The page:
A1 coatings did not shatter or chip during the abradability test. FIG. 5 is a photograph of the wear scar of the nanostructured coating sprayed using A1-2. It shows a well-defined and smooth structure. Metallic residues from the metallic blade are not visually apparent. Therefore, this coating is very friable for this test condition.

Rub-rig test results for condition B are listed in Table 6. Condition B represents the test carried out at low blade speed and fast blade incursion.

TABLE 6
Rub-rig test results for condition B (two
tests per condition per coating)*
BladeSealVolume
wearwearloss
Coating(μm)(μm)(mm3)
A1-1 Nano zirconia-yttria37362260
A1-1 Nano zirconia-yttria381546136
A1-2 Nano zirconia-yttria18373276
A1-2 Nano zirconia-yttria10276283
A2 CoNiCrAlY + BN + polyester0948125
A2 CoNiCrAlY + BN + polyester0957140

Under these conditions, A2 exhibited the best performance, i.e., it exhibited the lowest blade wear and highest seal wear and volume loss. The A1-1 coating exhibited the lowest abradability, with the highest blade wear and lowest seal wear and volume loss. A1-1 was (i) sprayed with the highest particle velocity and temperature values, (ii) exhibited the lowest amount of non-molten particles embedded in the coating microstructure, (iii) the highest hardness and (iv) the lowest porosity.

However, it must also be stressed that the A2 coatings tested as comparative examples herein contained a much higher level of porosity and were much softer than the metallic-based coatings normally employed in the art. The expected hardness is 60-70, and not 20 as measured. Therefore, it is expected that the differences in wear performance between ceramic coatings of the present invention and the metallic-based coatings normally employed in the art would be greatly reduced for the metallic-based coatings produced using optimized conditions.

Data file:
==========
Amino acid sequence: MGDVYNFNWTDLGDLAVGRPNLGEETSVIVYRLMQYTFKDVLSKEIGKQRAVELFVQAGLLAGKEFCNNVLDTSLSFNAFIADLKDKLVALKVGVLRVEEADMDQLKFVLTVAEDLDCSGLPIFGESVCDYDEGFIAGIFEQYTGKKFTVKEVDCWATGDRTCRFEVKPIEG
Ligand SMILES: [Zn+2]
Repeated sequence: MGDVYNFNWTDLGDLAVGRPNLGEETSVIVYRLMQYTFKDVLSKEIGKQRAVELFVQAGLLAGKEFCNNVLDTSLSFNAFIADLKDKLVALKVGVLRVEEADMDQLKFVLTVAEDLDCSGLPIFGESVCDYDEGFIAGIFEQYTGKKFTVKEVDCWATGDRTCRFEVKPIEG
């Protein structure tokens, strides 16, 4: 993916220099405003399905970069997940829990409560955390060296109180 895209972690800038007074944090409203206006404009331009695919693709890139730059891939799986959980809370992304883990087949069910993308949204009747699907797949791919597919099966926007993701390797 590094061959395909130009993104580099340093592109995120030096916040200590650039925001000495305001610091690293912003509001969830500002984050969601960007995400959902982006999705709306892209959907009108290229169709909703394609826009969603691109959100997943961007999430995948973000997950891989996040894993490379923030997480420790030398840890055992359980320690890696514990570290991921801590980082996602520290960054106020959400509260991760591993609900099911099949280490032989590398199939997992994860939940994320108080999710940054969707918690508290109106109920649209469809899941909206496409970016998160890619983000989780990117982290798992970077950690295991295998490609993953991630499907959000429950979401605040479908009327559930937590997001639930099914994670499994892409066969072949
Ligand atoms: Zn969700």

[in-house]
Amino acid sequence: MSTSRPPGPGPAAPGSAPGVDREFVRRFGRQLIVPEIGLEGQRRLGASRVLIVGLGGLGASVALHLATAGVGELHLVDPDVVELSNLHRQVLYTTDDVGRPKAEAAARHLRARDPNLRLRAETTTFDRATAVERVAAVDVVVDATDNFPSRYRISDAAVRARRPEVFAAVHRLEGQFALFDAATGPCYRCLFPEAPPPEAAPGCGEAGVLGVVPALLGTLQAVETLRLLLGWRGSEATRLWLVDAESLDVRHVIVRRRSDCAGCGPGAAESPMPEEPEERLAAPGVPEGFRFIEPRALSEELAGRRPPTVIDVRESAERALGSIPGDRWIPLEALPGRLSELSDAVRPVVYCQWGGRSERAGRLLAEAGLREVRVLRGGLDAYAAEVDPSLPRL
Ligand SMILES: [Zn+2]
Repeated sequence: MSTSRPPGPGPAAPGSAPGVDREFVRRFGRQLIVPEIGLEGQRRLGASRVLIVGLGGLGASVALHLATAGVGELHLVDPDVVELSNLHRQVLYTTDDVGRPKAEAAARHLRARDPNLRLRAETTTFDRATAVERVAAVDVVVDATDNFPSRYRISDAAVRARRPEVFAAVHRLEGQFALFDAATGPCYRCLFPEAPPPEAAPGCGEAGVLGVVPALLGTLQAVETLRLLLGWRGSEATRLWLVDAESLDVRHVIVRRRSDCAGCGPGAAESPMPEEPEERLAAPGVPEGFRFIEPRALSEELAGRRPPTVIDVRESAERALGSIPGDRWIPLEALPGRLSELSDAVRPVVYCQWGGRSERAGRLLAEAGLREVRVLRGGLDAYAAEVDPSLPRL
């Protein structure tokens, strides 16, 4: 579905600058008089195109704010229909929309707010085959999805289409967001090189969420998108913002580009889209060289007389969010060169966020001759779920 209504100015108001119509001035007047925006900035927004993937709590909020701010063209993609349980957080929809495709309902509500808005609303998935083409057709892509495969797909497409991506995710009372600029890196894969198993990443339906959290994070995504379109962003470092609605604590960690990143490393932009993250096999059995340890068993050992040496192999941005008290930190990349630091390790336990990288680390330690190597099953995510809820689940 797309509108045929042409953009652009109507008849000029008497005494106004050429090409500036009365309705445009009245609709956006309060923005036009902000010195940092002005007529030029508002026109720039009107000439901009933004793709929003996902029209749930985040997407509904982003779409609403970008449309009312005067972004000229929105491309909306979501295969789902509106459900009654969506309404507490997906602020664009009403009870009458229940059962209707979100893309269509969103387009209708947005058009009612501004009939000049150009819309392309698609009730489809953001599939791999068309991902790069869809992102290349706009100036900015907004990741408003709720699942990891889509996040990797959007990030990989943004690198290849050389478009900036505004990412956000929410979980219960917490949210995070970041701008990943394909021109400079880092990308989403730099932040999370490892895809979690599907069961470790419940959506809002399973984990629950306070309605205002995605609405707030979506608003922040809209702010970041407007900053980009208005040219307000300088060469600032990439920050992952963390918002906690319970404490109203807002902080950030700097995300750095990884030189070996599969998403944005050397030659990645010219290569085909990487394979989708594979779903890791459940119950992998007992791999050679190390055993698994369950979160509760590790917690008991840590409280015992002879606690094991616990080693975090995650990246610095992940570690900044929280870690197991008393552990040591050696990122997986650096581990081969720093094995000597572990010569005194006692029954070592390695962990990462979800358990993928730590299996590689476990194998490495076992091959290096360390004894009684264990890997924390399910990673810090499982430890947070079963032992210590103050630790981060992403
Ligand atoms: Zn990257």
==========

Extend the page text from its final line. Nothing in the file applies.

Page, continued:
The A1 coatings, despite being not as friable as the metallic-based abradable, exhibited good performance, especially under test condition A. The A1 coatings did not shatter or chip during the abradability test. The wear scars of these coatings are also well-defined, however, metallic residues of the metallic blades on their surfaces can be observed (FIG. 6). On the other hand, the wear scars of the A2 coating were not as smooth as those of the ceramic seal.

CONCLUSION

Despite ceramic being generally considered to be hard and stiff, a nanostructured ceramic material can be employed to form abradable coatings with friable structures. By thermal spraying porous agglomerated ceramic nanoparticles such that the feedstock does not completely melt or infiltrate the porosity network of the agglomerated ceramic nanoparticles, ceramic nanostructured coatings with very high friability can be formed by uniformly distributing a relatively high concentration of porous nanostructured inclusions in the coating microstructure.

Under abradability testing using high blade speed and slow blade incursion, there are no significant differences in performance between the nanostructured ceramic Al and the metallic-based abradable coatings A2, despite the nanostructured ceramic coatings being 4 times harder than the metallic-based abradable.

Under abradability testing using low blade speed and fast blade incursion, the A2 coating exhibited better performance, however, by increasing the volume of non-molten nanostructured ceramic particles embedded in the coating microstructure, it is expected that the ceramic abradables may perform like the metallic abradable under these test conditions.